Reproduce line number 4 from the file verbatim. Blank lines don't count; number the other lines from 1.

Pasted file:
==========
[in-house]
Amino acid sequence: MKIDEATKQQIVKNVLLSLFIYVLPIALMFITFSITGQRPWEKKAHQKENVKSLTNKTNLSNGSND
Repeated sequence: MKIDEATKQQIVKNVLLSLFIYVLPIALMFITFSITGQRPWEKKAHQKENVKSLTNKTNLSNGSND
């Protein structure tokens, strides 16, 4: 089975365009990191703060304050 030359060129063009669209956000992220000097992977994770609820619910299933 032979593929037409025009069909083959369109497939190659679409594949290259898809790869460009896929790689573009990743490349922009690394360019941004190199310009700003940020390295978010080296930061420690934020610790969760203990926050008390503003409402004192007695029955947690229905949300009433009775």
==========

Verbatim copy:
């Protein structure tokens, strides 16, 4: 089975365009990191703060304050 030359060129063009669209956000992220000097992977994770609820619910299933 032979593929037409025009069909083959369109497939190659679409594949290259898809790869460009896929790689573009990743490349922009690394360019941004190199310009700003940020390295978010080296930061420690934020610790969760203990926050008390503003409402004192007695029955947690229905949300009433009775």